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34 of 37 people found the following review helpful
5.0 out of 5 stars A Spiritual Shower, November 18, 2012
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Just finished reading. Feel as though I have had a much needed spiritual shower. Having been almost "destroyed by the catholic church," I quit praying a long time ago reckoning that nobody was listening. I am now reconsidering.
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101 of 119 people found the following review helpful
2.0 out of 5 stars A Bit Thin, Both Literally and Figuratively, December 23, 2012
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When you read thin books, you always assume that they are sharp and succinct, that they were once big books that have been cut to the bone, trimmed to the essence, and winnowed to their winning ways before submission for publication. You certainly entertain no thoughts of repetitiveness -- not in a thin book. That's forgivable with Dickens, Thackeray, and Fielding. They write huge tomes that earn the room for error. But the 100-page book? No.

That's my main beef with Anne Lamott's long essay on prayer. I read a NY Times essay of hers that I enjoyed mightily. It told of how her family was anything-but religious, how they worshiped at the altar of great writers and lived a Bohemian lifestyle. Lamott cut against the family grain. She got religion -- of a sort. But, in writing about it in this book, she travels six ways to Sunday yet keeps arriving at the same four-way intersection. That is, as I read it, I found the same repetition one gets in rote recitals of real-life prayers, and I thought to myself, "This would never see the publishing light of day if not for the name of its author."

I should have been the perfect audience for this book, which is why I bought it. I am irreligious, yet spiritual; agnostic, yet defensive about God; skeptical, yet trusting in the great unknown. Lamott is similar. She has no patience for Christians who claim to know "the way" because, of course, they don't. Hers is a most laid-back and understanding God. He (sometimes Lamott goes with "She") doesn't mind if you say, God, I'm P-O'd with you this time, as if these are the risks deities take when they get in the business of creating humans. Frankenstein's monsters, and all that.

But the three sections -- prayers for HELP, prayers of THANKS, and prayers of WOW -- were a bit circular and the writing a bit meandering. I wanted a more poetic precision from this. The smaller the genre and the smaller the manuscript length, the greater the demands. Plus Lamott has earned a reputation as a writers' writer. Did she not write BIRD BY BIRD, chapter and verse, the Gospel of Wannabe Writers everywhere?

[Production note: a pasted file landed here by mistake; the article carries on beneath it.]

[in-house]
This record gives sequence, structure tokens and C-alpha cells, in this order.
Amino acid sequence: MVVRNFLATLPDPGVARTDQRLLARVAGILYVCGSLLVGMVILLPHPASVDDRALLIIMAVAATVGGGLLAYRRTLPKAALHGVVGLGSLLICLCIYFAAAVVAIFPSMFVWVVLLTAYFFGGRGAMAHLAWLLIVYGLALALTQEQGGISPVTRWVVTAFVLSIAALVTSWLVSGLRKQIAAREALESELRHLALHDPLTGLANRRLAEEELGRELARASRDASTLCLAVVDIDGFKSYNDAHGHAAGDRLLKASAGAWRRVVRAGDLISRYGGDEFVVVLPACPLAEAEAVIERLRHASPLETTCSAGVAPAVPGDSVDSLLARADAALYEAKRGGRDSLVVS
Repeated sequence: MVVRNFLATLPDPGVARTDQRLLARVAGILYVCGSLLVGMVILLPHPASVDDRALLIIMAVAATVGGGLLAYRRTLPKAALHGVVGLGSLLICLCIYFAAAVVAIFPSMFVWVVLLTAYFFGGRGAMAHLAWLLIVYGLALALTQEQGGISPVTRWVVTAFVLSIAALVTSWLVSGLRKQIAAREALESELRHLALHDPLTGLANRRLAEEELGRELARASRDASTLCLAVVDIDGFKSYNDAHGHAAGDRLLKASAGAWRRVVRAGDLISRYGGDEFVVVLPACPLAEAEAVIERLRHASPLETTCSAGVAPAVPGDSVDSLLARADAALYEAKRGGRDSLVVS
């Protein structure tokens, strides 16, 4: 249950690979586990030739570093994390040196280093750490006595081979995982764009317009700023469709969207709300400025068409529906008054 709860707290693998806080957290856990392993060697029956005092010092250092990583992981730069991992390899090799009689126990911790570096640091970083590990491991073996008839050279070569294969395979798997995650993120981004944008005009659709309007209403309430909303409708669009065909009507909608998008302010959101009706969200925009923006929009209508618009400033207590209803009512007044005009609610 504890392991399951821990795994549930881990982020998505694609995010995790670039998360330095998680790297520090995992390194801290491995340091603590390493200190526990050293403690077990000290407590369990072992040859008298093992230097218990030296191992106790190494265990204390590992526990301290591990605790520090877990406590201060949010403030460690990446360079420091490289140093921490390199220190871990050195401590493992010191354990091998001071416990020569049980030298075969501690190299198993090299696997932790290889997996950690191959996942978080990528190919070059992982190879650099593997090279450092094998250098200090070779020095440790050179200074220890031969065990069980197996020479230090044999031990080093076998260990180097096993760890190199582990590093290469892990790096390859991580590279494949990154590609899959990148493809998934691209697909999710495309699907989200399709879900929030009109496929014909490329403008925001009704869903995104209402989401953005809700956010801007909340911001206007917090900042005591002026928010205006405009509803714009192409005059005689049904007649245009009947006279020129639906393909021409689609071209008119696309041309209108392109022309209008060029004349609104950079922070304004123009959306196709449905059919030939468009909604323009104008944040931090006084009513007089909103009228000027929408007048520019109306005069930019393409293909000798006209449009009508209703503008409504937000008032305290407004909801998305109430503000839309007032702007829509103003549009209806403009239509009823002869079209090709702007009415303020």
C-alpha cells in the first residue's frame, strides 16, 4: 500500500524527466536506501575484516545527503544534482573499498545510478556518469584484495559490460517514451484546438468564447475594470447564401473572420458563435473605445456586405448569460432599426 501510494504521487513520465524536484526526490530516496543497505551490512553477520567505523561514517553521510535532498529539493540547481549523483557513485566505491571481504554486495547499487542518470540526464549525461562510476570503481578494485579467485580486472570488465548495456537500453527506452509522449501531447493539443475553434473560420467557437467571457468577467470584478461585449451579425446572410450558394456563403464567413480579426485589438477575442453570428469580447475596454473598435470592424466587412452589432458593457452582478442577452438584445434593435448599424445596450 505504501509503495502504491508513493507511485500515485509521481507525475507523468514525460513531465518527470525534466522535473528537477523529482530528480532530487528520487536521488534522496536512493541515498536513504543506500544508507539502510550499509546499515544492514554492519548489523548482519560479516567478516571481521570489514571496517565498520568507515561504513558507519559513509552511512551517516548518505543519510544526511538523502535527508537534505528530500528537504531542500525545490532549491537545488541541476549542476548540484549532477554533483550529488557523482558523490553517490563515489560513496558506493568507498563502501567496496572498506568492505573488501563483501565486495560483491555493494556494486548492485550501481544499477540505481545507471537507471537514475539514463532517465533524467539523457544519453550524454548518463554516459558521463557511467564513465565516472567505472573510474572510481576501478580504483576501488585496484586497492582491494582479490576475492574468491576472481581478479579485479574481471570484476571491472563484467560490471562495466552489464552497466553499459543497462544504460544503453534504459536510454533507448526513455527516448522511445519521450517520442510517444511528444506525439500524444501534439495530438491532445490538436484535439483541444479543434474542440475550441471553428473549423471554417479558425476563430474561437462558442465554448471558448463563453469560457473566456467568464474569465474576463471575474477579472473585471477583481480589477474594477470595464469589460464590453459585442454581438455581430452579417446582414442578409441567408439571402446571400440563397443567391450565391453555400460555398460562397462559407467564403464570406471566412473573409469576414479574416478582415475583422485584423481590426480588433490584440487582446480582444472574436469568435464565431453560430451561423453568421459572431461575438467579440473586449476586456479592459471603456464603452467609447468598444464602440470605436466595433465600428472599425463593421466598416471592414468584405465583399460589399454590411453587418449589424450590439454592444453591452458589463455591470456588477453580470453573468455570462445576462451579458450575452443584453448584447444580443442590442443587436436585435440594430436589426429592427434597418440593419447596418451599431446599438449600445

OK. Yes, there are some neat moments, like this paragraph on the WOW of autumn:

"And autumn ain't so shabby for Wow, either. The colors are broccoli and flame and fox fur. The tang is apples, death, and wood smoke. The rot smells faintly of grapes, of fermentation, of one element being changed alchemically into another, and the air is moist and you sleep under two down comforters in a cold room. The trails are not dusty anymore, and you get to wear your favorite sweaters."

But overall, I got a "Meh" kind of feeling, like the book needed HELP, like I owed it little THANKS, and like I'd been gypped out of $17.95 (WOW!) for 102 measly pages.

Welcome to the hazards of reading new books, Pilgrim. If you love Anne Lamott's stuff unconditionally, "proceed." If not, "with caution...."

Amen.
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13 of 14 people found the following review helpful
4.0 out of 5 stars One to Read and Re-read, December 20, 2012
Subtitled, "The three essential prayers," HELP THANKS WOW is an essay in book form that encourages the development of, respectively, humility, gratitude and wonder. Its memoir-ish, hard-knock musings are similar to those in Lamott's other nonfiction and more spiritual than directly faith or religion.

I read atheist Christopher Hitchens' Mortality recently, and a passage about prayer -- something along the lines that those who pray seek to suspend the laws of nature in favor of their own purpose -- resonated with the scientist in me. But it's not how/why I pray, or at least not how I want to, and Lamott comes closer here via a quote from C.S. Lewis that ends with:

"{Prayer} doesn't change God. It changes me."
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27 of 33 people found the following review helpful
4.0 out of 5 stars "THE REWARDING POWER OF FAITH!", November 13, 2012
Bestselling author Anne Lamott chronicles an inspirational story about the power of faith as she defines the true, symbolic meaning of prayer in her world, and the rewarding results to more bright days of sunshine, and happiness. The author conveys how to get us through each day, while facing the challenges and ups-and-downs that life throws upon us, how the power of prayer can get us through the dark days of our lives, and the significance of appreciating the 'little things' in life that we are usually too busy to even notice. This refreshing, motivating book is a guiding light to spiritual practice as it uplifts, and tugs at the heart, page-after-page. Insightful, enjoyable, beautifully written, and Highly Recommended!